Alena also loves to decorate, and sometimes I think she missed her calling, because the decorating she does on her home is lovely. She has a real eye for it. Most of us hang a few pictures up, and hope we made them look a little different than a picture album, but not Alena. Her flair for decorating makes her home a show piece. Maybe I should make her come and decorate mine. Alena like to change her house up periodically, to give it new life, and that could be part of the reason that it is always a showpiece. Whatever the case may be, she has a lovely home that people enjoy coming over to.
Alena is a summer girl, which makes her June birthday the perfect time of year.While no officially born in the summer, it marks the beginning of what most of us deem to be summer. Alena love the heat and being out in it,especially at the lake. She looks forward to her husband’s family’s yearly trip to Boysen Reservoir, where they enjoy the water, the sand and sun, and spending time with the whole family.She especially loves their annual horseshoe tournament…complete with a traveling trophies for the year’s winners to gloat over. While the competition is fierce, the family isn’t they all get along very well, and the only time they are fierce is during the competition. Making it more fun, they choose teams or partners, so no one is always partnered with their spouse. Team work can take on a whole new meaning with this method. When you dont get to pick, but are placed with a team. Their annual trip is coming up soon, so I know she will be preparing for all the fun days to come, especially with the summer culminating with the best part of all…that new little baby girl. Today is Alena’s birthday. Happy birthday Alena!! Have a great day!! We love you!!
My daughter, Amy Royce has been having a few adventures lately…and some life changes. Recently, her husband Travis had to go to Toronto on a business trip, and he was going to be gone over the Memorial Day weekend, so Amy’s friend, Amber Rose invited her and several other friends to go with her to Orcas Island, where Amber used to live. The plan was to relax and eat fish tacos on Lopez Island, and steak and fresh prawns on Friday night. She was really looking forward to the adventure, but she said that it was strange to think that Travis was on the other side of the United States, in another country.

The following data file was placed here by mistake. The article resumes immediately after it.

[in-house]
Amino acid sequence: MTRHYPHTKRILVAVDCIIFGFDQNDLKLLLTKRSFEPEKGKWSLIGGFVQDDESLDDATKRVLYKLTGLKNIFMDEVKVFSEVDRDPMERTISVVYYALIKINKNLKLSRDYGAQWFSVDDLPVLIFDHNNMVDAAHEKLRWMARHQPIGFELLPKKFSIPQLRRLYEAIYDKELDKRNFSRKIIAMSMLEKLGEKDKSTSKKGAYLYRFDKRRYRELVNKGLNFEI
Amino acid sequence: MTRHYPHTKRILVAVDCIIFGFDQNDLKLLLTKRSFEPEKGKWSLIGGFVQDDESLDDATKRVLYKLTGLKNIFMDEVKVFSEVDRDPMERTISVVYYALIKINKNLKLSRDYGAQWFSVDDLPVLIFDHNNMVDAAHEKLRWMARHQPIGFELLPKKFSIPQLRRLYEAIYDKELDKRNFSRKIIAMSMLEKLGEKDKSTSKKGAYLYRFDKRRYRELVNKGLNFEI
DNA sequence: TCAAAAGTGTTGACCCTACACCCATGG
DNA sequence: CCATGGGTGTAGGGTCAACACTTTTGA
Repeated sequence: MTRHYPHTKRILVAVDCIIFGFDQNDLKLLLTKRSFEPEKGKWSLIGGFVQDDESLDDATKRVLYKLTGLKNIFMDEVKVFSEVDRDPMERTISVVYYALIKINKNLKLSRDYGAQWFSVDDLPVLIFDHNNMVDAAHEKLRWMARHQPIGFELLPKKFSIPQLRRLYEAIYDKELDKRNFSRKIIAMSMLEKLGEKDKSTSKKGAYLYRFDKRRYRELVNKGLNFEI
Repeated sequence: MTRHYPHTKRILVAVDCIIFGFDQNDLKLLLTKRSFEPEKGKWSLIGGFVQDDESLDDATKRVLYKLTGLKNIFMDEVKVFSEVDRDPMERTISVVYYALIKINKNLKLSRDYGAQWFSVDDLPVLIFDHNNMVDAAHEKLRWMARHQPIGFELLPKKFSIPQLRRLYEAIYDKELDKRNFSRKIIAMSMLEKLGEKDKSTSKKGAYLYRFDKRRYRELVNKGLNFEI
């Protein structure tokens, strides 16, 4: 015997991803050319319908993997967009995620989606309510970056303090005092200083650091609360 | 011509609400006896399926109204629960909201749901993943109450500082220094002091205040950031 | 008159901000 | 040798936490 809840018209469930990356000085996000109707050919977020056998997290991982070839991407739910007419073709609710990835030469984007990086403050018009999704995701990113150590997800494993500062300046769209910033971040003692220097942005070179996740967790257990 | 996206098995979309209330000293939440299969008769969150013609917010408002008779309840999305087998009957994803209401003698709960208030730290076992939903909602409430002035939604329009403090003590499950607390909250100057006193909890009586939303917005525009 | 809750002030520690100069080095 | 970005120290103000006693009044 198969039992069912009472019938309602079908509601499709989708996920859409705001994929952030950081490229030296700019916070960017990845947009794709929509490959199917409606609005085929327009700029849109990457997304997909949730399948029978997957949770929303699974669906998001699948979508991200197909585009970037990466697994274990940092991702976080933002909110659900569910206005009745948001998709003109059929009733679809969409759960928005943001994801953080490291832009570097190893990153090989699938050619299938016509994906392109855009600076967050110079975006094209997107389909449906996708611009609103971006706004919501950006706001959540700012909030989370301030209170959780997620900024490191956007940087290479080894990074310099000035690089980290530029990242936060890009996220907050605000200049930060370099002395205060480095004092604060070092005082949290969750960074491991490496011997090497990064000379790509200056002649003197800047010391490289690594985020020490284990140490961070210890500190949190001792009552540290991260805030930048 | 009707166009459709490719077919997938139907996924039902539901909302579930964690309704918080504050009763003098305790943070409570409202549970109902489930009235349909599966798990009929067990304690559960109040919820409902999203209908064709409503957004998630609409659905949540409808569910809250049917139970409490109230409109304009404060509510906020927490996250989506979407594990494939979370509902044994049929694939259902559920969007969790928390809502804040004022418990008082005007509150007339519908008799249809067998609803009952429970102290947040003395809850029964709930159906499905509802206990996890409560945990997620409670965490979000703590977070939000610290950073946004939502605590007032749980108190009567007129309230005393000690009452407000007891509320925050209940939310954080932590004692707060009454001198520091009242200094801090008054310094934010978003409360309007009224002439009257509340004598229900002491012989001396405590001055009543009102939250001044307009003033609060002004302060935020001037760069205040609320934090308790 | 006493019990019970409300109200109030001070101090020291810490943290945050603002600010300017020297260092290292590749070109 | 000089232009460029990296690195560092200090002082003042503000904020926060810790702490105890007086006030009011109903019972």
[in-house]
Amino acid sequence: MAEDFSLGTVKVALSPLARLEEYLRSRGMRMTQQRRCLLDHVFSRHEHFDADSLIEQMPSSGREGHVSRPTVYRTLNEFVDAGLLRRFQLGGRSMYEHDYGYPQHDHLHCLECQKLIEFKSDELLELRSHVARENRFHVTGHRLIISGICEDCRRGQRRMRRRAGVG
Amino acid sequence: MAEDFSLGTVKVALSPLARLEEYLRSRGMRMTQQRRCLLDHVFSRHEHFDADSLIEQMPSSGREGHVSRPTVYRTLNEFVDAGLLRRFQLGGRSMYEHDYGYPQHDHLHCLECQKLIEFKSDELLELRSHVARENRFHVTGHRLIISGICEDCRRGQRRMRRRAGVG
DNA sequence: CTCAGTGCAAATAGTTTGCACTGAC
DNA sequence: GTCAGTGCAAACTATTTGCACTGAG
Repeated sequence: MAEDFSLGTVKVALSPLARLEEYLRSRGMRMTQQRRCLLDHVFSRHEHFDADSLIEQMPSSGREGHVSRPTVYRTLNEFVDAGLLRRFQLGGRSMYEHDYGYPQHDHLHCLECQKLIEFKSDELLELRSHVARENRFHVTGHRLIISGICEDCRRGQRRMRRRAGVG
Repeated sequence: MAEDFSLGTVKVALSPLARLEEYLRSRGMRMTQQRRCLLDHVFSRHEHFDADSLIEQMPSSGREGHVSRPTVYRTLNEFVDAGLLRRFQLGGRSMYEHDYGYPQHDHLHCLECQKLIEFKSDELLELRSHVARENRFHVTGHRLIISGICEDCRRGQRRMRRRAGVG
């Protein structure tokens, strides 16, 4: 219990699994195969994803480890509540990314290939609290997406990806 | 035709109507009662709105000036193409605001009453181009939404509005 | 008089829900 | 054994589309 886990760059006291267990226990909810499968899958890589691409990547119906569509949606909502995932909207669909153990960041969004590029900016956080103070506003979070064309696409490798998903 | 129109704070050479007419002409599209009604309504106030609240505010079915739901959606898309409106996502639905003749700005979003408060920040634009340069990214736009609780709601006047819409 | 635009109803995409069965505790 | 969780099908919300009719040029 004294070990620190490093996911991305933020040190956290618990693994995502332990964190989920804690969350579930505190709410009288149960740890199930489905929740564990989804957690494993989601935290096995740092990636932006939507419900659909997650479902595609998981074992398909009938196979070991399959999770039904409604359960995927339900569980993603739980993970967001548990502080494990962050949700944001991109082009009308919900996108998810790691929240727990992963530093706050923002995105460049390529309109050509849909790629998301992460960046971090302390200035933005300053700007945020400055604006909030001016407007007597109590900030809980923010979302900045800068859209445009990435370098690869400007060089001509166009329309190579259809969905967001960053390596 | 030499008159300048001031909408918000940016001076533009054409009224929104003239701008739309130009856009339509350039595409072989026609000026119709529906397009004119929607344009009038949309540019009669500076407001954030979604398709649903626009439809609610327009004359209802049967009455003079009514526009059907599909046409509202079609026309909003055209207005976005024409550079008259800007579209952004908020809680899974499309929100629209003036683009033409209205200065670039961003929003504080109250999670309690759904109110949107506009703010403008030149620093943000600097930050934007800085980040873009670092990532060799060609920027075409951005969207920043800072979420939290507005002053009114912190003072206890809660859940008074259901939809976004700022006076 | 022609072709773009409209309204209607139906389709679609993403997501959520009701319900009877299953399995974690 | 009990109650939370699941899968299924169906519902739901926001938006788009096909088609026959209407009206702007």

The girls had a great time on Orcas Island. They took the ferry to Orcas Island…a ride which lasted an hour and ten minutes, and always goes by far too fast. The views from the ferry boats are amazing and so relaxing. Once the girls got to the island, the adventure was on. They built campfires on the beach and watched the sunset, and enjoyed the wonderful views. The next day they went up to Mount Constitution to look at the amazing views from there. Of course, Amy posted some great pictures to make us all jealous…and it worked!! Still, while I was jealous, I was also happy for her, because I knew that she was having a wonderful time, and it would have been a bummer for her to have to spend the Memorial Day weekend by herself.
Amy received an early birthday present this year, when she became a great aunt for the first time. Her nephew, Chris Petersen and his fiancé, Karen Cruickshank had their baby girl, Cambree Miranda Petersen on May 30. While is was very exciting, Amy had hoped that little Cambree would hold out until her birthday. Nevertheless, Amy is excited to meet her new grandniece.